In life, it is very often necessary to give up on an unimportant sub-goal in order to make progress on the important overall goal.
You’ve got to know when to hold ’em,
know when to fold ’em,
Know when to walk away,
know when to run.
Perhaps I can best describe my experience of doing mathematics in terms of a journey through a dark unexplored mansion. You enter the first room of the mansion and it’s completely dark. You stumble around bumping into the furniture, but gradually you learn where each piece of furniture is. Finally, after six months or so, you find the light switch, you turn it on, and suddenly it’s all illuminated. You can see exactly where you were. Then you move into the next room and spend another six months in the dark. So each of these breakthroughs, while sometimes they’re momentary, sometimes over a period of a day or two, they are the culmination of – and couldn’t exist without – the many months of stumbling around in the dark that proceed them.
Let’s be clear: It is never simply a question of more risk or less risk; it’s a question of taking well-calculated risks, where the average payoff greatly exceeds the average loss. The zero-risk strategy is usually not a good strategy, because it produces zero payoff.
We do not glorify risk for its own sake, and we certainly do not advocate waste. We make an investment, including some small but necessary risk, in the expectation that it will lead to a big payoff on average.
Non-scientists tend to have a grossly oversimplified view of how science is done. In particular, please do not confuse the way research results are published and/or taught with the way research is actually done. The textbooks and the scientific papers generally use 20/20 hindsight to give you an overview of the already-explored maze, including the shortest path to the goal. For various reasons (good and bad), they don’t tell you about all the blind alleys the scientists had to explore before finding the optimal solution.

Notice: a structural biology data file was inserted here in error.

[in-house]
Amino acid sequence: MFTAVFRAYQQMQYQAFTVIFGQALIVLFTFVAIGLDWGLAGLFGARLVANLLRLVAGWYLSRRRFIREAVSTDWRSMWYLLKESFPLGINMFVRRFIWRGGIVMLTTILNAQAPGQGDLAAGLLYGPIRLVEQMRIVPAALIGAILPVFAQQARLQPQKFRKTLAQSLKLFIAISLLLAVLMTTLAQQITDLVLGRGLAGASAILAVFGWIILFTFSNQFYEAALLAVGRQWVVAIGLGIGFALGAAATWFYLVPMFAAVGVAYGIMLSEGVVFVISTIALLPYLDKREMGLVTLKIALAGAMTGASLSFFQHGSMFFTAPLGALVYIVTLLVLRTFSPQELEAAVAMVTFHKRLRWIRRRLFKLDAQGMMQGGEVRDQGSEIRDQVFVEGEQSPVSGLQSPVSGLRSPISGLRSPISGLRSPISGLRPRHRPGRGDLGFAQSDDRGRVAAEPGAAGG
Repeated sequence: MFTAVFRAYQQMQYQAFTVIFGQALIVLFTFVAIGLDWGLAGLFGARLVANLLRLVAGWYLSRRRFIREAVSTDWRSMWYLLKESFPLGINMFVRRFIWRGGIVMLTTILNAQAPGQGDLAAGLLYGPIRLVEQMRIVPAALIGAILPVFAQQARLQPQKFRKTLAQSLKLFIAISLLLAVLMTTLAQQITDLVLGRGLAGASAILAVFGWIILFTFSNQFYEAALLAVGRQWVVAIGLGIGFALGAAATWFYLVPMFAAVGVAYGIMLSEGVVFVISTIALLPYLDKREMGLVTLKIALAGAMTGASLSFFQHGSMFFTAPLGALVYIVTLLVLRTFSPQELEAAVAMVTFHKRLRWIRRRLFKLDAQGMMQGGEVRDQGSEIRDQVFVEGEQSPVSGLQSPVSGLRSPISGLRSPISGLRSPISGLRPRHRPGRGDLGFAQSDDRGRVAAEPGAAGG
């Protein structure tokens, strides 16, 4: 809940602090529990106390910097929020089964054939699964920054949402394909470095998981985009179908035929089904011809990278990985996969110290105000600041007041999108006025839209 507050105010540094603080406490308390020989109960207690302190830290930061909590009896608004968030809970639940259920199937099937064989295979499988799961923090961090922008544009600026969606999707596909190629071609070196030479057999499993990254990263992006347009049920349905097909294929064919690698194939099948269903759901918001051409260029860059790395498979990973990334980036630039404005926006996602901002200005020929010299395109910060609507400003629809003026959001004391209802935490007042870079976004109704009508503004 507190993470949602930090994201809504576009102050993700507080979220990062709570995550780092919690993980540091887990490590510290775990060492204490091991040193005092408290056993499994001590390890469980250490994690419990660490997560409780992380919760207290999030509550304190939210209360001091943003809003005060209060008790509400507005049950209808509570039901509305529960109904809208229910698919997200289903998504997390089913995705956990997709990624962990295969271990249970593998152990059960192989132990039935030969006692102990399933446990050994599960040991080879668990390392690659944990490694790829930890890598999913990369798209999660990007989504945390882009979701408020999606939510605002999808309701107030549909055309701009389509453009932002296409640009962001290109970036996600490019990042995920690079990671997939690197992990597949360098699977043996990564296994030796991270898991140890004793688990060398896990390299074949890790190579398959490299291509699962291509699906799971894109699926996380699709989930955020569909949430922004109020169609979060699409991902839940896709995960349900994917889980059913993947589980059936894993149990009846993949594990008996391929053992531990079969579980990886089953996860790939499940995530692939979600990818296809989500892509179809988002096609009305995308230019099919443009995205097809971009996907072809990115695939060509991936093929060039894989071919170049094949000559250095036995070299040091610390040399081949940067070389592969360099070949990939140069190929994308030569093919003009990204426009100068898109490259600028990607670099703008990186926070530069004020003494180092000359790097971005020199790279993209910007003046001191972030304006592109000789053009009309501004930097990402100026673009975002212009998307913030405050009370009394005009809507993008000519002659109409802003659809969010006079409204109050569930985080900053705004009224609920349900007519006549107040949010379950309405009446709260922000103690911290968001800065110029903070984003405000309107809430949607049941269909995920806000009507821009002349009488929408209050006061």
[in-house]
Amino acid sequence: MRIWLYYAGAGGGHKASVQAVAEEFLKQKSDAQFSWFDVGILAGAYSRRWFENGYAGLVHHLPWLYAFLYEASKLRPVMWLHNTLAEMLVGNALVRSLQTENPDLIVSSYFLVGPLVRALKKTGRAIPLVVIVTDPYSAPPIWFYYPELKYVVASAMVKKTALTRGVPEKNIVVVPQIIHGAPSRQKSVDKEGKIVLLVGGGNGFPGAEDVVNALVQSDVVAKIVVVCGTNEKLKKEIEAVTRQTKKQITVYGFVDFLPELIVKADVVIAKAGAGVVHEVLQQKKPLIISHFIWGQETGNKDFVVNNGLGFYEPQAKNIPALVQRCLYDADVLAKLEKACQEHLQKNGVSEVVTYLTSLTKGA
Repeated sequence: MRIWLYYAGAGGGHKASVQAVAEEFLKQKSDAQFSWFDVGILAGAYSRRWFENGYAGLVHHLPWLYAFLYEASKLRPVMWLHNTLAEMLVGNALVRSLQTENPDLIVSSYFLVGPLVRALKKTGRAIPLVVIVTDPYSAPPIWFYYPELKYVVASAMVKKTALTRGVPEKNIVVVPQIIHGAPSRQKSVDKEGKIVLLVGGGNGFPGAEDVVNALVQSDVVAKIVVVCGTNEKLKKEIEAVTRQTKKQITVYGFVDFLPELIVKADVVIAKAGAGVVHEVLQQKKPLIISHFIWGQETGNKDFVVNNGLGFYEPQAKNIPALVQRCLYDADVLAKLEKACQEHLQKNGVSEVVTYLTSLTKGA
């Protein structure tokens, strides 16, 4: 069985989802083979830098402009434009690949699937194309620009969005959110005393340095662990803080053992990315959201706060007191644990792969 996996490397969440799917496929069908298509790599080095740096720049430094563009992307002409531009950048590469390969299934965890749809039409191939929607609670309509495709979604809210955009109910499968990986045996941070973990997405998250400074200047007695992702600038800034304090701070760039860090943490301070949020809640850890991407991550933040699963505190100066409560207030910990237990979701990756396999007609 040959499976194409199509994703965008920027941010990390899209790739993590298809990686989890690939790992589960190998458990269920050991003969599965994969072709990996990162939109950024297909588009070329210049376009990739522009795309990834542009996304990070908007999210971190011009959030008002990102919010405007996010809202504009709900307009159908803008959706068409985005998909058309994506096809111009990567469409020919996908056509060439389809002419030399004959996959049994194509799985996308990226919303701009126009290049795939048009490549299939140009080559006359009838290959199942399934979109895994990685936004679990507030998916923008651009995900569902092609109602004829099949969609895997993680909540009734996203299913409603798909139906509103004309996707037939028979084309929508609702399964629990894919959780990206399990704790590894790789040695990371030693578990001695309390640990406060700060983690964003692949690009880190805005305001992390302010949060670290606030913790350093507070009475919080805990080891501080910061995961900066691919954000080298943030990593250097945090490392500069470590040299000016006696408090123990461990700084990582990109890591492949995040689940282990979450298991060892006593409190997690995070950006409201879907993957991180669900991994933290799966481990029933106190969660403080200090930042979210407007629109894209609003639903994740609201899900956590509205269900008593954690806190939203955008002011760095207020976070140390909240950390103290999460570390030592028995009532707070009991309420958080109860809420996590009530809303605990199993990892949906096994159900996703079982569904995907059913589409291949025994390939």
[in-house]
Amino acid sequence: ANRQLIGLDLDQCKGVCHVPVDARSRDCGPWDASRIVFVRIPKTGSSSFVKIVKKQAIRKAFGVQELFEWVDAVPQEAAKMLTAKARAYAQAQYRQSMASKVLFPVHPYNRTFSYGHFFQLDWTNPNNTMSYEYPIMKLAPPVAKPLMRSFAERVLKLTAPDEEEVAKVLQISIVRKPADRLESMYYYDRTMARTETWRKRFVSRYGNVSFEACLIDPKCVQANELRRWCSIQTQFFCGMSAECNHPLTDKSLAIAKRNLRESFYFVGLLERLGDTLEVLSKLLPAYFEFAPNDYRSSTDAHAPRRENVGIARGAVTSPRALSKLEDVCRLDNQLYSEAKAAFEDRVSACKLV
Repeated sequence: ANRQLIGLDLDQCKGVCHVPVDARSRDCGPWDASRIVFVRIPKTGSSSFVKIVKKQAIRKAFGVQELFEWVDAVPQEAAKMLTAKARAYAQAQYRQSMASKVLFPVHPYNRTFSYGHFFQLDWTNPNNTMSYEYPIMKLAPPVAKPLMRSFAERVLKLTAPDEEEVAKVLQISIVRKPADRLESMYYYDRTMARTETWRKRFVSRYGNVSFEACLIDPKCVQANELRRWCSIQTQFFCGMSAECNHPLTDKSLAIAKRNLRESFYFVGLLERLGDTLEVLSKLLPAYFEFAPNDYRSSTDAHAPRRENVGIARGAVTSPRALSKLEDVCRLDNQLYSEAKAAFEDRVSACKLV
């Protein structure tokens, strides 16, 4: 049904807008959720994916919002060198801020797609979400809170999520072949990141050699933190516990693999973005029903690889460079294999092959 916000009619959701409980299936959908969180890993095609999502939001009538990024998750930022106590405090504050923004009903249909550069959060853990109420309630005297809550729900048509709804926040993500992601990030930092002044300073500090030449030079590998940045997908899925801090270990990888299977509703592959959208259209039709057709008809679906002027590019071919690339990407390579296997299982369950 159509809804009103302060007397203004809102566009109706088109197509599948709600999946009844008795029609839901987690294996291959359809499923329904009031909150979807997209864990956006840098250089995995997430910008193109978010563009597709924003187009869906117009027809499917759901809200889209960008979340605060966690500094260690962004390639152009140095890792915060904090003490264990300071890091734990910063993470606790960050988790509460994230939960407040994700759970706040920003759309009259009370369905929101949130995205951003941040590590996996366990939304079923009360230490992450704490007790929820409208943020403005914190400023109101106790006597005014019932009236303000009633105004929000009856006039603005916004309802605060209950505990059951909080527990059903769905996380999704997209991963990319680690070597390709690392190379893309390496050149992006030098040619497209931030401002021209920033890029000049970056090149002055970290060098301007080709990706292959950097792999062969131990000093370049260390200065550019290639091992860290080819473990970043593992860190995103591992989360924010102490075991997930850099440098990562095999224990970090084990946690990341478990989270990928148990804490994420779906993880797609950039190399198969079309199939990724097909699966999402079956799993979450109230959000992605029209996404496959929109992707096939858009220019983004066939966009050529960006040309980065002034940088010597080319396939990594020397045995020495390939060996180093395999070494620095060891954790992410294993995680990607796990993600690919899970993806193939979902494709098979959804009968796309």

The so-called “scientific method” is not nearly as methodical as non-scientists imagine it to be. See reference 4.
You may have heard problem-solving advice along the lines of “don’t give up”. That’s a terrible advice. It doesn’t even address the right question. When exploring a maze, you must give up on a multitude of dead ends, in order to advance the main overall goal. The sooner you give up on each dead end, the better. So it’s never a question of whether to give up; it’s a question of what to give up, and what not.
It must be emphasized that backing out of a dead end does not mean there was a failure, or a mistake, or a bad decision. In general, information comes at a cost. At some point in the middle of an investigation, a scientist might entertain a huge number of hypotheses, knowing that only a few of them will be consistent with the facts, when more facts are known. The cost of exploring some large number of avenues that don’t work out is part of the cost of finding the one(s) that do.
Exploring blind alleys is never the objective; it is a cost and a risk. Even so, it is necessary, to some extent. We don’t want to accept too much risk – or too little.
When running a maze, a bad strategy can be tremendously wasteful. In contrast, a good strategy produces minimal waste. Nevertheless, even with the best strategy, there is always a significant amount of backtracking. To observers who do not understand what’s going on, the backtracking looks like waste, but it is not.
The process of exploring a maze is a good metaphor for how research is done. When you start out, the situation is more-or-less as shown in figure 1. You start out in the lower-left corner. You can see at most one or two steps in any direction ... or even less if a wall intervenes. You don’t know the layout of the maze, and you don’t know how big it is. is. You don’t know where the cheese is, or even what it looks like ... and you won’t know until you’ve found it.
Here are some remarks about what happened when I solved this maze. My path to the solution is shown in figure 2.
For example, at steps 10, 55, 56, 68, and 76 I made the “lucky” choice. This does not mean I was smart. Here’s what it actually means: